One of the greatest barriers to containing this deadly outbreak is the active armed conflict which limits the ability of health workers to access certain areas. Health workers are also facing community resistance to vaccination, treatment and safe burials, which increases the risks for responders while making it probable that the virus will continue to spread.

Despite these challenges, International Medical Corps is on the ground helping to stop the spread of this deadly outbreak as quickly as possible. To address the resistance to seek treatment and to report neighbors or family members who are sick, we are launching community engagement activities, collaborating with health workers to raise community awareness of Ebola and the dangers it poses.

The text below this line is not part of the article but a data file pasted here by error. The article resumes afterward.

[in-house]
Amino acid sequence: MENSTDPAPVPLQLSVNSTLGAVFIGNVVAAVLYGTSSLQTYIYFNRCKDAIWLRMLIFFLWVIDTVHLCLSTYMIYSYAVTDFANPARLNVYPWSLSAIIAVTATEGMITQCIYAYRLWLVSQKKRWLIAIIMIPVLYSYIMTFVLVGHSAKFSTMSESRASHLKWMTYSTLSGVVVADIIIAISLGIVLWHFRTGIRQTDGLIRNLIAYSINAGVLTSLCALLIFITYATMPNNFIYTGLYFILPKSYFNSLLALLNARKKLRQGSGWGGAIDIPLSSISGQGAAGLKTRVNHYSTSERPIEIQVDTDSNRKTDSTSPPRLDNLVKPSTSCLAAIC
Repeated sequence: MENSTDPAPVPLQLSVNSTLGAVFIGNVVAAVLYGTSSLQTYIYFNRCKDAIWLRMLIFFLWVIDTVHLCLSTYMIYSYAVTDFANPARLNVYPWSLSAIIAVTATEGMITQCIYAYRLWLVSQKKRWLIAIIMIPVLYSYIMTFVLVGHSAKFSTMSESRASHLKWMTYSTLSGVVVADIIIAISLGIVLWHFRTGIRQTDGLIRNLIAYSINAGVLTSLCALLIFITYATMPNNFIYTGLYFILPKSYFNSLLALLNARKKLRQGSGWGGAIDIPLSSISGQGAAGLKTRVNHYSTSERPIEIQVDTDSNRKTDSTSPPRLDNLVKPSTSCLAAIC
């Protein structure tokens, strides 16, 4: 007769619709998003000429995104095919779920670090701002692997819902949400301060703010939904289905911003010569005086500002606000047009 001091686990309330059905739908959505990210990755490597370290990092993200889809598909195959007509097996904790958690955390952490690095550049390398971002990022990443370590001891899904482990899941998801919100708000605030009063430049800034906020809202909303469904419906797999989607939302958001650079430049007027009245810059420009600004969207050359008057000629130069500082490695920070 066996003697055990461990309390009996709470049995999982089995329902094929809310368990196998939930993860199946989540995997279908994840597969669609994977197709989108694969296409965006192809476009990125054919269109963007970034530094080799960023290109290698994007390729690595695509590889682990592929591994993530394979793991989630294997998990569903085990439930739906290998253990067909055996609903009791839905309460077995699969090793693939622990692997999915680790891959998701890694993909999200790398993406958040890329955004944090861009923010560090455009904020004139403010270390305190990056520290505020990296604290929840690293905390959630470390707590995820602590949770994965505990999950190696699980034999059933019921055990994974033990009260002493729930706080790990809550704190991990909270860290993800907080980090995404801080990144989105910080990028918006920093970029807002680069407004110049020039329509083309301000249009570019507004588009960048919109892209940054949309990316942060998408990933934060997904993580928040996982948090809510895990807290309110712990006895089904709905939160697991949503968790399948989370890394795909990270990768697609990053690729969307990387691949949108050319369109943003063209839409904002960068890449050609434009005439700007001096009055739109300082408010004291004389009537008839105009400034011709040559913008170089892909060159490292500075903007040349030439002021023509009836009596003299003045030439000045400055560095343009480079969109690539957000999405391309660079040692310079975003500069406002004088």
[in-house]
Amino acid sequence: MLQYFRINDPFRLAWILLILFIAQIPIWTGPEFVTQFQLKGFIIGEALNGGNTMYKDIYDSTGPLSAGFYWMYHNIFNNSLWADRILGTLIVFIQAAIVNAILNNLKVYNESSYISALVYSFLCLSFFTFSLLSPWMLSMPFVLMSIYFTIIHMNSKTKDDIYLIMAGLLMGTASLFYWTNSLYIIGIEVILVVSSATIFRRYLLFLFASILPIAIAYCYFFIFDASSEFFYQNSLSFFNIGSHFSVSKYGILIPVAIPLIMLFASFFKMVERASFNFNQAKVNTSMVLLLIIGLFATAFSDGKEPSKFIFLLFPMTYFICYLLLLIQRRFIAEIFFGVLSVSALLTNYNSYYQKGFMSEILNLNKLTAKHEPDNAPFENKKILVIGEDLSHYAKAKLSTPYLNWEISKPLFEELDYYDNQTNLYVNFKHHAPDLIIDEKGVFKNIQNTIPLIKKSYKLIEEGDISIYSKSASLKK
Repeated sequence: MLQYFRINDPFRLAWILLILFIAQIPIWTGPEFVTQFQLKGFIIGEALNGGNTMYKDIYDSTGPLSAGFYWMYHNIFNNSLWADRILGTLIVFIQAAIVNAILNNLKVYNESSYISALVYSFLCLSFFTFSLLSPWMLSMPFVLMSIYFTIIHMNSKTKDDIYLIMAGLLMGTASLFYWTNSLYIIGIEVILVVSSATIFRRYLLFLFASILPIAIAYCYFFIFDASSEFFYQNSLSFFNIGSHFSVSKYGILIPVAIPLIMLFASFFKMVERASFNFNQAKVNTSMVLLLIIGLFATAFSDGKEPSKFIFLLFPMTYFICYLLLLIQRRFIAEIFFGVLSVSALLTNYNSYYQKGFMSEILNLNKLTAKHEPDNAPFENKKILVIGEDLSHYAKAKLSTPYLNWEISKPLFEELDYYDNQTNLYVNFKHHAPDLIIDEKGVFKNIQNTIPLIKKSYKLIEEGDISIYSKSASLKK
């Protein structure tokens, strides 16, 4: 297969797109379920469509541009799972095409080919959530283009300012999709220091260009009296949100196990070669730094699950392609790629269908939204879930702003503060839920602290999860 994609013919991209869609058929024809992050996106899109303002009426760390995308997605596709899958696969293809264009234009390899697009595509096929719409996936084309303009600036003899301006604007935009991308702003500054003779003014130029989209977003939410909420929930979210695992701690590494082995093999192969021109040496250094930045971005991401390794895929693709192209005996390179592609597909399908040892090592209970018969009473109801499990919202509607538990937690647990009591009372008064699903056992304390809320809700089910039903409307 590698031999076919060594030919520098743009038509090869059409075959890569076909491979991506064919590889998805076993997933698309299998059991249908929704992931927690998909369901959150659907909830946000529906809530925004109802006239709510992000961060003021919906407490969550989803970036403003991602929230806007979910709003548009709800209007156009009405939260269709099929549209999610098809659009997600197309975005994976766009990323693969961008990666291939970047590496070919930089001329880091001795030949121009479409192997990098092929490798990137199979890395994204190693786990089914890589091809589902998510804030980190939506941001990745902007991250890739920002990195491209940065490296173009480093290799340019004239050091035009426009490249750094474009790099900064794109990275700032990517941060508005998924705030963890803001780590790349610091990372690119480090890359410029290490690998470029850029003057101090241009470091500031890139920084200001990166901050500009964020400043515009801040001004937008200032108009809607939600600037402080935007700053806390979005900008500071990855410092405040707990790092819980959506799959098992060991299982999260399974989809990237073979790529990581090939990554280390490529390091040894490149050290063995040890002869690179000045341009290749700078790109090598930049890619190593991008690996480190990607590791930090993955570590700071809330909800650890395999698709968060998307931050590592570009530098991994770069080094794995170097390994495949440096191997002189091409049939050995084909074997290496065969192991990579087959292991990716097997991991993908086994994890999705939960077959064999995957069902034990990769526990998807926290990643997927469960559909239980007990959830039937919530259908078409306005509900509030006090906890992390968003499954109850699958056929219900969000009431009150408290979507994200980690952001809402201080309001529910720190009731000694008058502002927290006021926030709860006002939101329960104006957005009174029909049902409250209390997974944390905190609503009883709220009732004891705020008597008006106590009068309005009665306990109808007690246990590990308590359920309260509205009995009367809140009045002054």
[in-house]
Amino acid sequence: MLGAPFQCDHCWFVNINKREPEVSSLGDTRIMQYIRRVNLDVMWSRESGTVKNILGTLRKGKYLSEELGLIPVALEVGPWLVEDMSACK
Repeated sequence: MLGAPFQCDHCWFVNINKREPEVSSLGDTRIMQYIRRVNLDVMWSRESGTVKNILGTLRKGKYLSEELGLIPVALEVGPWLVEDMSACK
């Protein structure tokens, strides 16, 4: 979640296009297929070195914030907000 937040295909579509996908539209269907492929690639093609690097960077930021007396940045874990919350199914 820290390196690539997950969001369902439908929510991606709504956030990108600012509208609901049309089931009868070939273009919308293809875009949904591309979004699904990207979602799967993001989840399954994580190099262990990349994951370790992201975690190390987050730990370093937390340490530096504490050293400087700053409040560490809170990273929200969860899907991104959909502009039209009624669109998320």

We’ve also constructed more than 30 screening and referral units, which our teams utilized in the 2014 West Africa Ebola outbreak to provide staff with the training, resources and infrastructure needed to safely screen every patient, visitor and staff member with no-touch temperature checks and rapid assessments for Ebola-like symptoms each time they enter a health site. In the DRC, these units enabled health staff to conduct approximately 375,000 screenings to-date for individuals entering health sites to prevent the spread of disease.

In North Kivu province, our teams are operating an Ebola Treatment Center (ETC) – one of six active ETCs in the region – to care for and treat suspected and confirmed cases as effectively as possible.